Barton County Electric Cooperative Storm Update
Any news during large outages will be posted here.
Safety During and After the Storm
In the aftermath of a major storm, be aware of hazards presented by downed power lines. If you see a power line on the ground, don't assume that it is insulated. Stay away from the wire and secure the area to keep others away, too. If you discover a low or fallen line, do the following:
- Consider all wires ENERGIZED and dangerous. Even lines that are de-energized could become energized at any time. A live wire touching the ground can cause electricity to travel through the ground, radiating outward from the contact point. STAY CLEAR!
- DO NOT attempt to remove a tree limb or other object from a power line. Electricity can travel through limbs, especially when they are wet. When cleaning up after the storm, make absolutely sure that no power lines are near before cutting or trimming damaged trees and removing debris from your property.
- If a broken power line should fall on your vehicle, stay inside the vehicle. Use your cell phone to call for help. The vehicle can become energized and you are safer remaining inside until help arrives. Things like fences and guardrails can also become energized if a downed power line contacts them. Warn others not to approach or touch the vehicle and have them call for help.
Portable Generator Safety
Shock and Electrocution
- Never attach a generator directly to the electrical system of structure (home, office, trailer, etc.) unless a qualified electrician has properly installed the generator with a transfer switch.
- Always plug electrical appliances directly into the generator using the manufacturer's supplied cords or extension cords that are grounded (3-pronged). Inspect the cord to make sure they are fully intact and not damaged. Never use frayed or damaged extension cords.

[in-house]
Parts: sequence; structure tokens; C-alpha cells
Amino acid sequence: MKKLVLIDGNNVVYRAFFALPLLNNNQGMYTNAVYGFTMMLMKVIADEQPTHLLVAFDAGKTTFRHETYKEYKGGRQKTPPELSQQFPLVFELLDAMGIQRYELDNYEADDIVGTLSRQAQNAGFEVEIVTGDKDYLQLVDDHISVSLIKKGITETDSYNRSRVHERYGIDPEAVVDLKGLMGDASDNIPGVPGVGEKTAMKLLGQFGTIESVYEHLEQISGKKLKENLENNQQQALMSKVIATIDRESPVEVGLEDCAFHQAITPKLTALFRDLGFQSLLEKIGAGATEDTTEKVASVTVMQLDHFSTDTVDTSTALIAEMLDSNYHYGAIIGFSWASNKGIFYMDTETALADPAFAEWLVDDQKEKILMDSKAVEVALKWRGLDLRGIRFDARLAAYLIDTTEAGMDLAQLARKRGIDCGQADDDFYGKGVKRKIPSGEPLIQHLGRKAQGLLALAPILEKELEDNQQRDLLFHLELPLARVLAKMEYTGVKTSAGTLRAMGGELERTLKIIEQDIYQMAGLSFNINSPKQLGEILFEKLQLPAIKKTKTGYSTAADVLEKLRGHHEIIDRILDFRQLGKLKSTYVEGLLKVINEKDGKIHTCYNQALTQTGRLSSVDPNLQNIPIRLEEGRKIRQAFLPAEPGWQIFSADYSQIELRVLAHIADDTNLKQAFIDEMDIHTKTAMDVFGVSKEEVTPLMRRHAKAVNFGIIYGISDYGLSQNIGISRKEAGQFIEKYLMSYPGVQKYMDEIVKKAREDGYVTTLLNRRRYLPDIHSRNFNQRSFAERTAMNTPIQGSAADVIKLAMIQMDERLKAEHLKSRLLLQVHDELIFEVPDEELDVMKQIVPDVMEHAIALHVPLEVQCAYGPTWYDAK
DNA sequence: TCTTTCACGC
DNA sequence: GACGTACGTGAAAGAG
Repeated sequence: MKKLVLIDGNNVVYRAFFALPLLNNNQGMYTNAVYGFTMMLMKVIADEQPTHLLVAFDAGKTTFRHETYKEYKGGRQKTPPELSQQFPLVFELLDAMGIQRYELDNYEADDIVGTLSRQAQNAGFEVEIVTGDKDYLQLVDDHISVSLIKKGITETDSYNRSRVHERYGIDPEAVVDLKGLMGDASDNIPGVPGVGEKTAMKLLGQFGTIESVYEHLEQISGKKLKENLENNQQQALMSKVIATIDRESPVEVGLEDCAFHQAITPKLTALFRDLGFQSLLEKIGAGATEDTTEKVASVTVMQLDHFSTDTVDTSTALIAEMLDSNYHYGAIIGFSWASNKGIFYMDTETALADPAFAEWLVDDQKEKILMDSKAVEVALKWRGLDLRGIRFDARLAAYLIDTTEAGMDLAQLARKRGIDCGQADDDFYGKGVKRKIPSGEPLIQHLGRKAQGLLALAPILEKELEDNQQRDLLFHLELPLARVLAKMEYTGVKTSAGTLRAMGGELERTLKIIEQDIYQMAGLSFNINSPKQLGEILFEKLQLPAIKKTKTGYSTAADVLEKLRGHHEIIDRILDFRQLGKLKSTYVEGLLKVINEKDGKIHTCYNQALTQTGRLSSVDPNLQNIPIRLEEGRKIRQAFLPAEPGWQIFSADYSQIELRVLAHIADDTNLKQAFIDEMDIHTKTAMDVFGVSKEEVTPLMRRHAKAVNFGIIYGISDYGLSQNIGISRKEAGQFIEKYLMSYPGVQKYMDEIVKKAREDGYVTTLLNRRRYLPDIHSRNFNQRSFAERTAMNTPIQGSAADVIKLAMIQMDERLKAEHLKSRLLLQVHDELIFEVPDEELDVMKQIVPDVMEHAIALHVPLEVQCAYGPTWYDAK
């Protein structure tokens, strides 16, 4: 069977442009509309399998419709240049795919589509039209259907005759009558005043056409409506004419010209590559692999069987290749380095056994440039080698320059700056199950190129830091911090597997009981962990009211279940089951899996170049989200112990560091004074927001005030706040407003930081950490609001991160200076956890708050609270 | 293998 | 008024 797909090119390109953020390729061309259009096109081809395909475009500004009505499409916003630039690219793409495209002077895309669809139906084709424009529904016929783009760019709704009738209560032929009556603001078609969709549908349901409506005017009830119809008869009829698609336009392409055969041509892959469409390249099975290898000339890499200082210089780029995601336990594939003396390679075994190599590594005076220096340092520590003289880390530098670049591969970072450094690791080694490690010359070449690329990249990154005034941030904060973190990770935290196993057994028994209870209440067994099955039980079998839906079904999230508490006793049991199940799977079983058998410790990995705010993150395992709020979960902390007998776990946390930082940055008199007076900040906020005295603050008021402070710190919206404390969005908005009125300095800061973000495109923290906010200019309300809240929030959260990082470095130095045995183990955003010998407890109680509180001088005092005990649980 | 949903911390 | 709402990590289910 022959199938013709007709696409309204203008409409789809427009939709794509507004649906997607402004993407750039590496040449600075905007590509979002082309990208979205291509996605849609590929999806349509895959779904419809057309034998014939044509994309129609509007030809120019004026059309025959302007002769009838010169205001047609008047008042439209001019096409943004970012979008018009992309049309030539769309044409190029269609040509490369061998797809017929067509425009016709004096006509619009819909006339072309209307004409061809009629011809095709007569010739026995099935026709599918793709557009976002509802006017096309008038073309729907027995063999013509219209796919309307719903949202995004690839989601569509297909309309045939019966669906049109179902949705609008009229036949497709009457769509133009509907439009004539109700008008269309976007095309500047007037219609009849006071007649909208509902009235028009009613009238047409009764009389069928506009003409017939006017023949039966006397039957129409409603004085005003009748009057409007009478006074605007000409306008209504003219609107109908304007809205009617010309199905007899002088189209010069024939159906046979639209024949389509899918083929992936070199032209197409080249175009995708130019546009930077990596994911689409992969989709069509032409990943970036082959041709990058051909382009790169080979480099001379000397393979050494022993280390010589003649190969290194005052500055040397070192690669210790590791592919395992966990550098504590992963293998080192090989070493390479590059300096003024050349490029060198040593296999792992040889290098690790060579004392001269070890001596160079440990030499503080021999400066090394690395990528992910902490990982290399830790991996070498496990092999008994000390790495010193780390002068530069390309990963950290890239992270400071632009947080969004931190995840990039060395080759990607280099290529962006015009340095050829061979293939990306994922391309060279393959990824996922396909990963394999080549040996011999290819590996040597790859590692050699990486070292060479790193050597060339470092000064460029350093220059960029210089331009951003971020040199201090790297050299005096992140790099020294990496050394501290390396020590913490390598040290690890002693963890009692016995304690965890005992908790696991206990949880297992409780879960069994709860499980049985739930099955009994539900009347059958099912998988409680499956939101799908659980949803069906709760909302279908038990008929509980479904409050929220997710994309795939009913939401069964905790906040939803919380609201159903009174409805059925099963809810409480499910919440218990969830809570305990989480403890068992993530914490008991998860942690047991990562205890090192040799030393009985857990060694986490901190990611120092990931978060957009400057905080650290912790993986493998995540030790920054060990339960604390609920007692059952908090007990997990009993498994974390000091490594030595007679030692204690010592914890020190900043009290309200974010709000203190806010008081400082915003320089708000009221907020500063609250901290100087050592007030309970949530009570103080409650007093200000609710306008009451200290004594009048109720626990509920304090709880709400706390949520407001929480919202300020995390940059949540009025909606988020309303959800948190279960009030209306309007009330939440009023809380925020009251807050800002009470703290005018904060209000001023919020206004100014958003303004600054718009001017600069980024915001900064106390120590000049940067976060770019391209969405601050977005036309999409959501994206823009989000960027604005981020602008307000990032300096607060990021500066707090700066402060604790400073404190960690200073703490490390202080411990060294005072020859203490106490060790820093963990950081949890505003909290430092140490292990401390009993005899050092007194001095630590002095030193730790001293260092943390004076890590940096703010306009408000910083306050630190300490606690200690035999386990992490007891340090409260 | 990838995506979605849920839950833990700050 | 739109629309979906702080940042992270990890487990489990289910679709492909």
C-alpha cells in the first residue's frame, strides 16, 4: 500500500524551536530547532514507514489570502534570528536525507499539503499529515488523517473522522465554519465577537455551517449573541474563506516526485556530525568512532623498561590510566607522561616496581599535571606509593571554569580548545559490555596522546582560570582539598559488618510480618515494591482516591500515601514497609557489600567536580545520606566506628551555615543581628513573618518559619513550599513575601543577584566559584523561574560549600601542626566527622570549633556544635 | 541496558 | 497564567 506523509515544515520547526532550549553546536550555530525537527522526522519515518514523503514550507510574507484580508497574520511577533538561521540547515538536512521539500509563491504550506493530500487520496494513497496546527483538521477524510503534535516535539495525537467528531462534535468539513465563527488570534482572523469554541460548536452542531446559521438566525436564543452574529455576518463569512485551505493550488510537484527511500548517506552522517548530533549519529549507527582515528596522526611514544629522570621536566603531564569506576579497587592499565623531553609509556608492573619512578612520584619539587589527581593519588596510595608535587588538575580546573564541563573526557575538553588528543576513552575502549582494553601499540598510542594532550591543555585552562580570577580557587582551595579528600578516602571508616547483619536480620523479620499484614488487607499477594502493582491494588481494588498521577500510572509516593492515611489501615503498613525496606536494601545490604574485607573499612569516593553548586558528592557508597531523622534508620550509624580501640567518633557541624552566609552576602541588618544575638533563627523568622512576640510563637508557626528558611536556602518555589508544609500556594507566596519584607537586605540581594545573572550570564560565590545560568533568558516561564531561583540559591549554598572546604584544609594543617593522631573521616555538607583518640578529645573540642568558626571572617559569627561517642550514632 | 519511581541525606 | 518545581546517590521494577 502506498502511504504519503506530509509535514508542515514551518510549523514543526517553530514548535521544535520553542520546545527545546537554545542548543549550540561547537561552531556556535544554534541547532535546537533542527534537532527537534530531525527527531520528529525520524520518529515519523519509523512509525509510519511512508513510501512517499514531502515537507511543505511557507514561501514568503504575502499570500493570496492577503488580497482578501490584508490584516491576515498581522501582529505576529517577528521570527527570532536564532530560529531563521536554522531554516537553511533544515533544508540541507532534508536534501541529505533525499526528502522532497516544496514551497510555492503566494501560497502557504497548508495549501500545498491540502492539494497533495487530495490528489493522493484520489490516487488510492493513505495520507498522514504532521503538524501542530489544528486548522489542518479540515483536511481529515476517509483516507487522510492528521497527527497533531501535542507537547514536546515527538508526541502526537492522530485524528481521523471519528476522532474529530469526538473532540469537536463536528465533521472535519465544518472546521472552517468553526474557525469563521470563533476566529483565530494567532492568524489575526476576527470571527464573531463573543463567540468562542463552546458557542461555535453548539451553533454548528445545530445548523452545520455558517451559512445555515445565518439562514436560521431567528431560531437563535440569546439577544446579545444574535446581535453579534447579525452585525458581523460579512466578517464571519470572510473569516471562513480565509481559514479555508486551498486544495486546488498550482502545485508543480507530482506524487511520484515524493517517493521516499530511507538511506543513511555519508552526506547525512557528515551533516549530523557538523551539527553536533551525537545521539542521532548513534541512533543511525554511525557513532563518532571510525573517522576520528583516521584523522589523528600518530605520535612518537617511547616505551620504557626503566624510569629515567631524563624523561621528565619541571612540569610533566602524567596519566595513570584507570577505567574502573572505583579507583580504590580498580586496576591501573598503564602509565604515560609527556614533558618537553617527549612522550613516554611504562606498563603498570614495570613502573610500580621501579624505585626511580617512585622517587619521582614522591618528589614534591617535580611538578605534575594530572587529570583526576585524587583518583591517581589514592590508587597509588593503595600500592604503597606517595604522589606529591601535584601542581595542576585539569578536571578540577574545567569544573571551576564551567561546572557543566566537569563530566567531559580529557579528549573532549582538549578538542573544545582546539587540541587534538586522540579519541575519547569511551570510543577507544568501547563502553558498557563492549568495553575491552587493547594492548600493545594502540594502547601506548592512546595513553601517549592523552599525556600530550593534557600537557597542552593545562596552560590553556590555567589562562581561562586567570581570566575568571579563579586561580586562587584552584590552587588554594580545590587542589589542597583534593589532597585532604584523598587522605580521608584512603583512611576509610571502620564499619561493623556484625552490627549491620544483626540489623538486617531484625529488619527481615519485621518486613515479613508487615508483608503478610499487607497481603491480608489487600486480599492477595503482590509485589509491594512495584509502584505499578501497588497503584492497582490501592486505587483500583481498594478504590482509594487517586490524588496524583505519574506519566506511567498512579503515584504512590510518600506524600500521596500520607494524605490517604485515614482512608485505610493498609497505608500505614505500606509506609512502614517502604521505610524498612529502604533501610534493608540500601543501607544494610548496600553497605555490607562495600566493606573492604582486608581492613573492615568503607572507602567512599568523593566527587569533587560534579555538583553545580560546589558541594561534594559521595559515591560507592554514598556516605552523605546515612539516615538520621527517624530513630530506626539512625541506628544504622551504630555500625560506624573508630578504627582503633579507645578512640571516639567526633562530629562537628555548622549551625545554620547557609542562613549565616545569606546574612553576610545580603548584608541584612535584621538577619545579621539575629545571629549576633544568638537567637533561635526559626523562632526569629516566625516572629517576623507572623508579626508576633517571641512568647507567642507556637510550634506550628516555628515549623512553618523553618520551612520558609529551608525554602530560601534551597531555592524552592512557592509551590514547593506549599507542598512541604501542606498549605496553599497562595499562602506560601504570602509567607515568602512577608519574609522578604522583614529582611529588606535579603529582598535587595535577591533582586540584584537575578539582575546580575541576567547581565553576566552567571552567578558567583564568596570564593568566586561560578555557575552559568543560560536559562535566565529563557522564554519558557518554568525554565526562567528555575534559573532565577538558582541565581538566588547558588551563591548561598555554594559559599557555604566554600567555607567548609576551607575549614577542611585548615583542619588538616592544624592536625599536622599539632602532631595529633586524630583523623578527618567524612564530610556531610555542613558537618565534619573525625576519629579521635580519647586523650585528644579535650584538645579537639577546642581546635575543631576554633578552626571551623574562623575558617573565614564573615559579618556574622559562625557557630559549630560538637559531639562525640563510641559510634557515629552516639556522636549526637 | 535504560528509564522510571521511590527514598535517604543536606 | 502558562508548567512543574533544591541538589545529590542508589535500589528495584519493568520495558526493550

- Keep a generator dry; do not use it in the rain or in wet conditions. If needed, protect a generator with a canopy.
Carbon Monoxide Poisoning
- Never use a generator indoors or in enclosed spaces such as garages, crawl spaces, and basements.
- Make sure a generator has three to four feet of clear space on all sides and above it to ensure adequate ventilation.
- Be cautious when using a generator outdoors to ensure it is not placed near doors, windows, and vents could allow CO to enter and build up in occupied spaces.
- If you or others show symptoms of CO poisoning—dizziness, headaches, nausea, tiredness—get to fresh air immediately and seek medical attention. Do no re-enter the area until it is determined to be safe by trained and properly equipped personnel.
- Generators become hot while running and remain hot for long periods after they are stopped. Generator fuels (gasoline, kerosene, etc.) can ignite when spilled on hot engine parts.
- Before refueling, shut down the generator and allow it to cool.
- Gasoline and other generator fuels should be stored and transported in approved containers that are properly designed and marked for their contents, and vented.
- Keep fuel containers away from flame producing and heat generating devices (such as the generator itself, water heaters, cigarettes, lighters, and matches). Do not smoke around fuel containers